HEAR FOR YOURSELF: An excerpt from INL Director John Grossenbacher's interview with the Statesman editorial board.
John Grossenbacher is understandably skittish about PowerPoint presentations.
The Idaho National Laboratory chief found himself in the middle of a presentation-driven political dustup earlier this year. In a 2010 presentation, Grossenbacher floated the idea that Idaho might want to consider accepting additional shipments of nuclear waste. When the document fell into former Gov. Cecil Andrus’ hands, controversy ensued. As a result, current Gov. Butch Otter, following the lead of Andrus and former Gov. Phil Batt, declared the state off-limits for additional waste shipments.
Still, when Grossenbacher met with the Statesman editorial board last week, he came armed with a PowerPoint, one that illustrates the complexities of the nuclear waste storage issue — and where Idaho fits in the puzzle.
And why, as one member of Otter’s commission assigned to build the INL’s long-range mission, Grossenbacher believes the state should at least discuss the idea of accepting additional nuclear waste shipments in the years to come.
I disagree. But I can appreciate where Grossenbacher is coming from. Let’s look at a few numbers:
• 300. In metric tons, this is the amount of used nuclear reactor fuel stored in Idaho. Since Idaho doesn’t have any commercial nuclear reactors, all of its used fuel has come to the INL from other sites, such as the infamous Three Mile Island reactor in Pennsylvania.
• 7,400. In metric tons, the spent nuclear fuel stored in Illinois, the state with the largest inventory of this highly radioactive material.
• 70,000. The nationwide inventory of spent nuclear fuel, measured, once again, in metric tons. In other words, for every pound of the waste stored in Idaho, there are 232 pounds stored somewhere else.
• 39. The number of states that store a share of the nation’s used nuclear waste inventory.
In other words, as Grossenbacher aptly points out, Idaho has a relatively small piece of this action. And his PowerPoint doesn’t make this point, but I will: Idaho has scant political clout, compared to more populated states that are home to thousands of tons of spent nuclear fuel.
Grossenbacher’s presentation doesn’t make another key point either, but he is acutely aware of it. Ratepayers around the country — or, more precisely, ratepayers who get their electricity from nuclear reactors — have paid tens of billions of dollars of surcharges to pay for the construction of a permanent nuclear waste dump. That gives those states standing that Idaho simply doesn’t have.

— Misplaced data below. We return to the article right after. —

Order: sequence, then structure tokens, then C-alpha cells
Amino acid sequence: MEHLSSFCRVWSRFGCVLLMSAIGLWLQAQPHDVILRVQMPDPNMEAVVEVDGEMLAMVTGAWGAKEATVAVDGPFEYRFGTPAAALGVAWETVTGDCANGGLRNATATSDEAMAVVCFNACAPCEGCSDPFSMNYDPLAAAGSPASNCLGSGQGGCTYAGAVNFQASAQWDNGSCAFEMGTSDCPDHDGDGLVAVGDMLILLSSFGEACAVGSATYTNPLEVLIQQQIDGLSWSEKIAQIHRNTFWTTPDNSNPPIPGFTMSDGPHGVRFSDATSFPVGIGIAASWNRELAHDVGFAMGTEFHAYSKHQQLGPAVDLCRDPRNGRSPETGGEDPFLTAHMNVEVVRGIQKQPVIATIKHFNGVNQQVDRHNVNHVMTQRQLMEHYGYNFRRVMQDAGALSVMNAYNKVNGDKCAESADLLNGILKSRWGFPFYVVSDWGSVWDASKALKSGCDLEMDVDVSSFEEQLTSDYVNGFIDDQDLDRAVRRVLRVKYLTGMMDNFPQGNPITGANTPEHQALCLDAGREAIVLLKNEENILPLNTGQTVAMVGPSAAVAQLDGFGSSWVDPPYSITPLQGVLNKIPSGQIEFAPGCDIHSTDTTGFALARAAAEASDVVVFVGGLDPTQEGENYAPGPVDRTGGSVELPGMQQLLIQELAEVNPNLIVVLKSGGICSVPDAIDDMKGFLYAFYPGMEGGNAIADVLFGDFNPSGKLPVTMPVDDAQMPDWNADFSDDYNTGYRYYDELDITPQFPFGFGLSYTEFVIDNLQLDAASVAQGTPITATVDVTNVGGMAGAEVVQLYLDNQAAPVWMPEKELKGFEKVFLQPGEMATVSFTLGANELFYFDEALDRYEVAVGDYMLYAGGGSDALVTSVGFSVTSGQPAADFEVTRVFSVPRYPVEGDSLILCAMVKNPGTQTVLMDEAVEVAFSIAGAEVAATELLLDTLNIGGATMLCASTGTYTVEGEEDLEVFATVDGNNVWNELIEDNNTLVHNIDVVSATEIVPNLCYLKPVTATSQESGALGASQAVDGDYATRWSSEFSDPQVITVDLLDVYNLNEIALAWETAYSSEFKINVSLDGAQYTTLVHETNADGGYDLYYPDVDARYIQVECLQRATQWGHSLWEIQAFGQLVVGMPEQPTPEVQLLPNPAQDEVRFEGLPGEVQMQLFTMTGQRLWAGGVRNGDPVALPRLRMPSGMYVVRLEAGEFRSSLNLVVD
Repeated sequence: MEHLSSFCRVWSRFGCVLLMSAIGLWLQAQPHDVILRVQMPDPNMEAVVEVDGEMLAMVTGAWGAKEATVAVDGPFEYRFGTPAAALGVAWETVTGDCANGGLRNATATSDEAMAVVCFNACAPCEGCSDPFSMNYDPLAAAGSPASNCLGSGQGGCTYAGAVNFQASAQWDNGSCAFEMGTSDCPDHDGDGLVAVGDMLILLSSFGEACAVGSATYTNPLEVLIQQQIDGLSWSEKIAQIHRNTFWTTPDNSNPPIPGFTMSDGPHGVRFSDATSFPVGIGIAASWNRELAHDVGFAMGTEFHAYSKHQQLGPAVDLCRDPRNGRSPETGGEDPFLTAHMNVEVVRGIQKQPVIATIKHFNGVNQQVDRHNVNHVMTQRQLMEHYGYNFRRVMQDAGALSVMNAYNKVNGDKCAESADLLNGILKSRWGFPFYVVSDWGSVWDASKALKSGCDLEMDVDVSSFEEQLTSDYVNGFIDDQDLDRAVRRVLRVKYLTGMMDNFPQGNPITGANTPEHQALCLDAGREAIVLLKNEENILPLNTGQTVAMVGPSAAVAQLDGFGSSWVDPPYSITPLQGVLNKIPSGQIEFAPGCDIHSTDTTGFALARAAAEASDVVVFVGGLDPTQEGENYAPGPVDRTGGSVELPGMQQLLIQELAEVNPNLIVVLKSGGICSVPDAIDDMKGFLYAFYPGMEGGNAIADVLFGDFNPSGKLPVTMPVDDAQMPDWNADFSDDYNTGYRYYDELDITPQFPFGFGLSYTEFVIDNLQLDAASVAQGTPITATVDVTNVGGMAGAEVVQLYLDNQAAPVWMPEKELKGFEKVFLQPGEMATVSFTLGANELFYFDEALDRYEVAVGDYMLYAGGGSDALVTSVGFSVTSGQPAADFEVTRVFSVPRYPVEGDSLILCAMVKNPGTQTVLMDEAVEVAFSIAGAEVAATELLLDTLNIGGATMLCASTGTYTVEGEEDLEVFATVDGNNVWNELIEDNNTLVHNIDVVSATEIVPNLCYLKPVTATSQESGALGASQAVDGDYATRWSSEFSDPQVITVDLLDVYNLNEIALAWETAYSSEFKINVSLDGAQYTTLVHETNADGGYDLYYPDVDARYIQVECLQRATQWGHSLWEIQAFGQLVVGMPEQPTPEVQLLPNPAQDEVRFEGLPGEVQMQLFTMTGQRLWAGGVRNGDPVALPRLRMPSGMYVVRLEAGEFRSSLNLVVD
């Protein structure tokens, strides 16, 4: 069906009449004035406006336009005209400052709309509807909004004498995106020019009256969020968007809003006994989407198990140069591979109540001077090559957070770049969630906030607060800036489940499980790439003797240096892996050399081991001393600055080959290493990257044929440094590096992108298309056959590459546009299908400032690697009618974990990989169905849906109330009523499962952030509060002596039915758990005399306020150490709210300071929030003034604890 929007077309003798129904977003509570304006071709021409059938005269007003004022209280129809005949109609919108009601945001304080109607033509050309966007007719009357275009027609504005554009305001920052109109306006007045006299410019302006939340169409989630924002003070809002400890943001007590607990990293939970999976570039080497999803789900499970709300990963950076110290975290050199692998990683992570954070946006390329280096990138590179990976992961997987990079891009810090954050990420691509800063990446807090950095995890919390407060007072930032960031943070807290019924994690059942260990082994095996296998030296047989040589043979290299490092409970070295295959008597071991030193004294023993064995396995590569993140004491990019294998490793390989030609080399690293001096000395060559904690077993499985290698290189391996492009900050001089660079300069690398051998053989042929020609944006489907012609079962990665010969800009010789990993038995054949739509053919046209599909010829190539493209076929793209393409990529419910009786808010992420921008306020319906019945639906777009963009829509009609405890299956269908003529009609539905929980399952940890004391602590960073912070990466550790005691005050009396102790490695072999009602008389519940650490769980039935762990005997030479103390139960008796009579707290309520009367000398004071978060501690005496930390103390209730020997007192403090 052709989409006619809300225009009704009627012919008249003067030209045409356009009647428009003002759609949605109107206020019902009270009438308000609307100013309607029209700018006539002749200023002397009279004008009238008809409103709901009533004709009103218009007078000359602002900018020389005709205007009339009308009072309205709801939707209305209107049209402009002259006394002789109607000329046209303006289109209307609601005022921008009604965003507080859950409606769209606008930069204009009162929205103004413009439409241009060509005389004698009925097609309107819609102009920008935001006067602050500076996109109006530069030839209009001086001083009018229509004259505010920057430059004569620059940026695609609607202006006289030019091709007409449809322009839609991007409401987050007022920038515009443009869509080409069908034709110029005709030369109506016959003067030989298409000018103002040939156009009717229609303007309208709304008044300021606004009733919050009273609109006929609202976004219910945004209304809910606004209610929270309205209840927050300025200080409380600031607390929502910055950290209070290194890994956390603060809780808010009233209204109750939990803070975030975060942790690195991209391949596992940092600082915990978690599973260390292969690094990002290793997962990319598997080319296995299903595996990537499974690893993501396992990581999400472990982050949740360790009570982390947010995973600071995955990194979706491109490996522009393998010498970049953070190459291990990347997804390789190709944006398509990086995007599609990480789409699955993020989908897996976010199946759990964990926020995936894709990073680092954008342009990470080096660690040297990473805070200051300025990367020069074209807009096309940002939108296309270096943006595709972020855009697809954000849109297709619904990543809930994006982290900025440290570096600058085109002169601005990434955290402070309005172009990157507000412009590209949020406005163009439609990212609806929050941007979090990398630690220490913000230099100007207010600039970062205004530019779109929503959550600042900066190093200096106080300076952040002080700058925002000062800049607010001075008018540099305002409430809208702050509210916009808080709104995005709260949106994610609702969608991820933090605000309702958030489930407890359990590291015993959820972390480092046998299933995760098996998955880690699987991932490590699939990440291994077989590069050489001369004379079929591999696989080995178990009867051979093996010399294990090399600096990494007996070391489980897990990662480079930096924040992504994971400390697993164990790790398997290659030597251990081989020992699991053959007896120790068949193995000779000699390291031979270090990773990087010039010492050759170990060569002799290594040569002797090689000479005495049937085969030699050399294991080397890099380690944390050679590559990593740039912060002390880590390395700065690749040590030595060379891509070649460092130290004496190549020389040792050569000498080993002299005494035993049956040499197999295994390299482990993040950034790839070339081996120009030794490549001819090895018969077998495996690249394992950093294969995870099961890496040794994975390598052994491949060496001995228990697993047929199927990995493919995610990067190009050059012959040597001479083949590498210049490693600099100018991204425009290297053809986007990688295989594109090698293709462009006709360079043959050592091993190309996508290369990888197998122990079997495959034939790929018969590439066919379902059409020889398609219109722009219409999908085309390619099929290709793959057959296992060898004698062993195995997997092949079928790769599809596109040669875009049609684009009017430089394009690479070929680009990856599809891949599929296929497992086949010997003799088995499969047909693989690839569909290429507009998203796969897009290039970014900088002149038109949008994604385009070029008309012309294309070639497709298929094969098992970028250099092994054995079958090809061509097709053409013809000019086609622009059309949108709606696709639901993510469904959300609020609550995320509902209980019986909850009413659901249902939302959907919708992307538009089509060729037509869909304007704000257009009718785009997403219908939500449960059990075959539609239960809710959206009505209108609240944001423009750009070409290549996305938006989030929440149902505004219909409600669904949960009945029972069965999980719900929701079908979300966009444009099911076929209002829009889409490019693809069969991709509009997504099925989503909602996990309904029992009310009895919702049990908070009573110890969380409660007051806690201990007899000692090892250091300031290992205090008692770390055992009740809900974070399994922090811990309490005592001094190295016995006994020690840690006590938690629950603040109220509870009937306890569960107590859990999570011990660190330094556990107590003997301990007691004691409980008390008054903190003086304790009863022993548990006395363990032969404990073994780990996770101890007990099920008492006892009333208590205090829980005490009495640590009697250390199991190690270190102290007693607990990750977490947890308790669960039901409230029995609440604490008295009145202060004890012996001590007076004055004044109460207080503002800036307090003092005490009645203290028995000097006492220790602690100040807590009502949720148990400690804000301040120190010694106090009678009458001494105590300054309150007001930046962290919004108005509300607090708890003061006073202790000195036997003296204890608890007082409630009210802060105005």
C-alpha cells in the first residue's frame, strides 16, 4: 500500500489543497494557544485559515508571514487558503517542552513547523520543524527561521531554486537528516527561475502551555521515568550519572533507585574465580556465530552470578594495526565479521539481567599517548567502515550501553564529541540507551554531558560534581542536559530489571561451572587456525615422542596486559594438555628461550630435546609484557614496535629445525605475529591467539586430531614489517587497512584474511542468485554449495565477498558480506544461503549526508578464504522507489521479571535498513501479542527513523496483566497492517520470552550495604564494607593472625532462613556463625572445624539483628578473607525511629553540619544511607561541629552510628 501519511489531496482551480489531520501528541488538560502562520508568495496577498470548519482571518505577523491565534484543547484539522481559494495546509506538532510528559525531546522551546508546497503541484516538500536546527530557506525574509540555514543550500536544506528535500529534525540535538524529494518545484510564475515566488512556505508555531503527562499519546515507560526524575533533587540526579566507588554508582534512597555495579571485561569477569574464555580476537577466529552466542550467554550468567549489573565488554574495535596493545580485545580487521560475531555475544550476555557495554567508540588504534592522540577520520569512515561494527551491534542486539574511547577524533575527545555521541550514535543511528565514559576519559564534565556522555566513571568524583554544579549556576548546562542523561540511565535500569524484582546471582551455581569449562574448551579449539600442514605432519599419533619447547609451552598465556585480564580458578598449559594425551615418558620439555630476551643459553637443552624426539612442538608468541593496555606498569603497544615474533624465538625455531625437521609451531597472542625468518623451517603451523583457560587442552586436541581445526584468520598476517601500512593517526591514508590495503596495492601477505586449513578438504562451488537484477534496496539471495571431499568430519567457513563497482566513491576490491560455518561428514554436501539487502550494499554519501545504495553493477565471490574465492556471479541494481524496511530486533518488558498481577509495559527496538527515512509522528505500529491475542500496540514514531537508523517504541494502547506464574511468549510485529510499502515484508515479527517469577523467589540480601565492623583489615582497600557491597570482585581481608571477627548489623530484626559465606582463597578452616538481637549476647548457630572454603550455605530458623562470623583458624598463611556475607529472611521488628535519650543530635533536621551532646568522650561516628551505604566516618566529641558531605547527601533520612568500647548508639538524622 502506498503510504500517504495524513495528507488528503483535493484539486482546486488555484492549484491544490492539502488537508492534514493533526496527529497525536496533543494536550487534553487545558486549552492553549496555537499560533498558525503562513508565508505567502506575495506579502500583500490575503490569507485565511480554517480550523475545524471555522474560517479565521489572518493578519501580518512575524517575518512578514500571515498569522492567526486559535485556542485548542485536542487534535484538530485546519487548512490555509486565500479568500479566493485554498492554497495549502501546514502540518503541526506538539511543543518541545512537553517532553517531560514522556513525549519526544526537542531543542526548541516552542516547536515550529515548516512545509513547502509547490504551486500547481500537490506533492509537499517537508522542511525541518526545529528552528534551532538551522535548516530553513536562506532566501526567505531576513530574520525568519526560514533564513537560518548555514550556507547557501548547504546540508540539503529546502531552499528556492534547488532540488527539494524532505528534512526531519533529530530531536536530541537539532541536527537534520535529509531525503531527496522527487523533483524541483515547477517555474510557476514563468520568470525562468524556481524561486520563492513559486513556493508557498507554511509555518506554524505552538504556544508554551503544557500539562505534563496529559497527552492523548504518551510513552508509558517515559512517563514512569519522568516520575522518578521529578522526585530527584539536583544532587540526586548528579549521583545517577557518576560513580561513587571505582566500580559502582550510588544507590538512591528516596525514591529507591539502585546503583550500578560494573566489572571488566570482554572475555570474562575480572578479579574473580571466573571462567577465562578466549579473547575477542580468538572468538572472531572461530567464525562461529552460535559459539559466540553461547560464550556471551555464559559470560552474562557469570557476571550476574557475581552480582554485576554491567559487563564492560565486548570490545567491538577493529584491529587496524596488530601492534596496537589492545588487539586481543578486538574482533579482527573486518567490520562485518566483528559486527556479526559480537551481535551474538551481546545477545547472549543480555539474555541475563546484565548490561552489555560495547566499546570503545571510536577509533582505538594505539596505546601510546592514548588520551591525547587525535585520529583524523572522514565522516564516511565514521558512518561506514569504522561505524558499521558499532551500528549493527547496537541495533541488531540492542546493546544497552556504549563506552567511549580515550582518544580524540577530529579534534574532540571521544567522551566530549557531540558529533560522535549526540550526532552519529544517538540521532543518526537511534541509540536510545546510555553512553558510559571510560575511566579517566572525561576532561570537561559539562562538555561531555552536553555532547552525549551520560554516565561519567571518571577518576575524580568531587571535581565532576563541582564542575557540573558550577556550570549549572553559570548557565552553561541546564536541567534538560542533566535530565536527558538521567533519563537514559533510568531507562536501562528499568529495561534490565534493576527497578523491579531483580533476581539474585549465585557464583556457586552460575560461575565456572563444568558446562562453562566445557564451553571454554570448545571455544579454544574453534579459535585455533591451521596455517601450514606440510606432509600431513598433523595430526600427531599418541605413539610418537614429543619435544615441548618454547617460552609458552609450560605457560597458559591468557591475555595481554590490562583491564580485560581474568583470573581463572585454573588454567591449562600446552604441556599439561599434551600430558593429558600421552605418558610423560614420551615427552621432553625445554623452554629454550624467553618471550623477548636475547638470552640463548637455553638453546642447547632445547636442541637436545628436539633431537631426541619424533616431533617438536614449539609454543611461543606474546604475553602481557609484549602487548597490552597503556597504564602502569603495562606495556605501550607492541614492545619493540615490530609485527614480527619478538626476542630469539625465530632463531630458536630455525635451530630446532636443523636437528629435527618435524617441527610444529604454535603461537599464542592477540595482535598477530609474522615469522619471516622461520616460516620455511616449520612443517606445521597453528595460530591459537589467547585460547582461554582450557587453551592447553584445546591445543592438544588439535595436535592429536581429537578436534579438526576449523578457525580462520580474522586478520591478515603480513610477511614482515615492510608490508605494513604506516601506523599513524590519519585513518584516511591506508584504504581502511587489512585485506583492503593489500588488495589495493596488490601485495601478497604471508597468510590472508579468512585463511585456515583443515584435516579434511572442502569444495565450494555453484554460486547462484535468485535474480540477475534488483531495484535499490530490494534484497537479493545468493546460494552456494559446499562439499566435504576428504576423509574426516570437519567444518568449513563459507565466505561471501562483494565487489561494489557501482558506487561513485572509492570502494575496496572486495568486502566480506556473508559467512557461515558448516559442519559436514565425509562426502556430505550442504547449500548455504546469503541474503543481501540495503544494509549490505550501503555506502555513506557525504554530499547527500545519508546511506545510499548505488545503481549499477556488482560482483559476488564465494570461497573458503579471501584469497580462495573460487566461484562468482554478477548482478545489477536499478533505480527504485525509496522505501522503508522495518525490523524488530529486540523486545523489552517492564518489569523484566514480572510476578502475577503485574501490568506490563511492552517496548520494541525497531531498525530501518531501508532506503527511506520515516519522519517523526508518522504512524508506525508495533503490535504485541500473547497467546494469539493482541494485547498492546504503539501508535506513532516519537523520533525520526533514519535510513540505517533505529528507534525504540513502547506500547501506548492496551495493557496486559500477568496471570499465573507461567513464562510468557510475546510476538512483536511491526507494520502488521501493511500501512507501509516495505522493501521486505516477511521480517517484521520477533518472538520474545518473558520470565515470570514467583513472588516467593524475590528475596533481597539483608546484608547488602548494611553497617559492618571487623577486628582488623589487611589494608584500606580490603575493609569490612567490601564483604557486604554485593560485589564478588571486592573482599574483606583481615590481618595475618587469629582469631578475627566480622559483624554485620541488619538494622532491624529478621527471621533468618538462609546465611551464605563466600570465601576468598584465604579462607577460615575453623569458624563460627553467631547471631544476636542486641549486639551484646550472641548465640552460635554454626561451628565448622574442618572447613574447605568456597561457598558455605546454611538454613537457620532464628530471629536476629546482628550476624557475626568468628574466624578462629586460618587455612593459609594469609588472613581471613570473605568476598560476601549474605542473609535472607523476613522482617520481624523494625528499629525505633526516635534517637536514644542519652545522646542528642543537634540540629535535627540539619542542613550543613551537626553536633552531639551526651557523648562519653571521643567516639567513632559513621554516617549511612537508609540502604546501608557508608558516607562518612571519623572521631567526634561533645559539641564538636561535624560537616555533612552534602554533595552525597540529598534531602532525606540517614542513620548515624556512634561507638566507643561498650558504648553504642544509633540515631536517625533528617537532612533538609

All of these statistics are undisputable. And here’s another fact beyond dispute: The federal government is nowhere near finding a permanent home for any of these high-level wastes — now that the Obama administration, making good on a campaign pledge to Senate Majority Leader Harry Reid, D-Nev., has abandoned the Yucca Mountain repository site in Nevada.
That leaves 39 states in a bind, and Idaho clutching one trump card. A 1995 nuclear waste agreement — crafted by Batt, and endorsed by Andrus and Otter — requires the feds to move all wastes out of Idaho by 2035. If the feds can’t meet that deadline, an increasingly likely prospect, the state can collect fines of $60,000 a day, or $22 million annually.
“That’s not going to incentivize the federal government to develop a repository, which is billions,” Grossenbacher said.
So Grossenbacher argues that the state, and Otter’s nuclear energy panel, should at least talk about reopening the 1995 agreement, and the pros and cons of accepting additional waste for storage.
There is something to Grossenbacher’s thesis: Idaho, even with its 1995 agreement, has only so much leverage. However, I can just as easily argue the opposing viewpoint; since this binding, enforceable agreement is the only weapon in its arsenal, the state would be ill-advised to renegotiate the terms. I’d also point out that the agreement was ratified, convincingly, by voted in a 1996 statewide vote. Those wishes should be honored.
A few weeks after the shipments flap, Grossenbacher says his biggest complaint is about the tone that played on fear. There was a suggestion that Idahoans should be afraid to even broach this topic. “I think that’s disrespectful of Idahoans. I think it’s a disservice. We ought to be able to talk about anything.”
Fair enough. But let’s go in remembering that Idahoans have spoken, and clearly, about nuclear waste storage.